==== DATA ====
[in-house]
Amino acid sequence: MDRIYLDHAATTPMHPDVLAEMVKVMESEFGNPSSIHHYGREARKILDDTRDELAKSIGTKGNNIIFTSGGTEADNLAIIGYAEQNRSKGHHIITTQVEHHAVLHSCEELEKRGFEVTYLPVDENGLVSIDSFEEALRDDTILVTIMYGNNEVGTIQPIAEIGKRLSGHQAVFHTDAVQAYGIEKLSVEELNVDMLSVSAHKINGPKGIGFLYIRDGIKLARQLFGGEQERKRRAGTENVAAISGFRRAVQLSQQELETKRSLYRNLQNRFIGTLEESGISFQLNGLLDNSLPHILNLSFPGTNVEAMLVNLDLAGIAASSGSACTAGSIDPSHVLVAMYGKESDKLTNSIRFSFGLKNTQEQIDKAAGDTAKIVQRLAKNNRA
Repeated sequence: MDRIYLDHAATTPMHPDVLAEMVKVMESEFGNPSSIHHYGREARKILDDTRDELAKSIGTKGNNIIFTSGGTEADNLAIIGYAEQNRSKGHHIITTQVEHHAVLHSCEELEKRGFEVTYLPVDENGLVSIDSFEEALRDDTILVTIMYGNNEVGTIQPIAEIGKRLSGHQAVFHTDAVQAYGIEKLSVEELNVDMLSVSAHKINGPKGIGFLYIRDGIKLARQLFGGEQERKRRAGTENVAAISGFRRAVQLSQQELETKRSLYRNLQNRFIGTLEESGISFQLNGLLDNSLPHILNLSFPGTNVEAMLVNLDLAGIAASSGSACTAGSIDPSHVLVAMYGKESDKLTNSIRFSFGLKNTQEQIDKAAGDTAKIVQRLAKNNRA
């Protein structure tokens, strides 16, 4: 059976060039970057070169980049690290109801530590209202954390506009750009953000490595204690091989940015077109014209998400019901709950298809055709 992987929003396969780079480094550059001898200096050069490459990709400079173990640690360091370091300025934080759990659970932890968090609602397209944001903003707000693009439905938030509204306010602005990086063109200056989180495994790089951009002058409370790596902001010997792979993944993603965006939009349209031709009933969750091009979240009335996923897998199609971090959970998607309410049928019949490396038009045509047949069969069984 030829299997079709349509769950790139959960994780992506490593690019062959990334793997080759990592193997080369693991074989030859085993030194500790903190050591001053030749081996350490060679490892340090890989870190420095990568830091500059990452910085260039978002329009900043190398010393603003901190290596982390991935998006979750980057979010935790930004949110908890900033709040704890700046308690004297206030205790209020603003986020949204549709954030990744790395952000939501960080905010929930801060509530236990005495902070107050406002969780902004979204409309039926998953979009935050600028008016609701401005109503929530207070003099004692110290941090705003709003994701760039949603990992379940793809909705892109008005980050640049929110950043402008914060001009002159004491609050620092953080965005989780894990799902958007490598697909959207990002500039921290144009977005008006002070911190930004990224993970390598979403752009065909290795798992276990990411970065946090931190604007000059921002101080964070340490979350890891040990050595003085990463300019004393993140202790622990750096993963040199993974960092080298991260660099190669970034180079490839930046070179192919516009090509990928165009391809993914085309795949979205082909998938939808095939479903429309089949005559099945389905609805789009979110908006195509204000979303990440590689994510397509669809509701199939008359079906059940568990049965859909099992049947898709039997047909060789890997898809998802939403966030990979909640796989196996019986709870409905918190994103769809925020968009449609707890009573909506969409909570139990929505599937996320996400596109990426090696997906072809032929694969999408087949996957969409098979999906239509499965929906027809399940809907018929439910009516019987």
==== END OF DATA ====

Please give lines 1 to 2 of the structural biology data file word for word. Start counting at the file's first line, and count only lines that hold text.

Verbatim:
[in-house]
Amino acid sequence: MDRIYLDHAATTPMHPDVLAEMVKVMESEFGNPSSIHHYGREARKILDDTRDELAKSIGTKGNNIIFTSGGTEADNLAIIGYAEQNRSKGHHIITTQVEHHAVLHSCEELEKRGFEVTYLPVDENGLVSIDSFEEALRDDTILVTIMYGNNEVGTIQPIAEIGKRLSGHQAVFHTDAVQAYGIEKLSVEELNVDMLSVSAHKINGPKGIGFLYIRDGIKLARQLFGGEQERKRRAGTENVAAISGFRRAVQLSQQELETKRSLYRNLQNRFIGTLEESGISFQLNGLLDNSLPHILNLSFPGTNVEAMLVNLDLAGIAASSGSACTAGSIDPSHVLVAMYGKESDKLTNSIRFSFGLKNTQEQIDKAAGDTAKIVQRLAKNNRA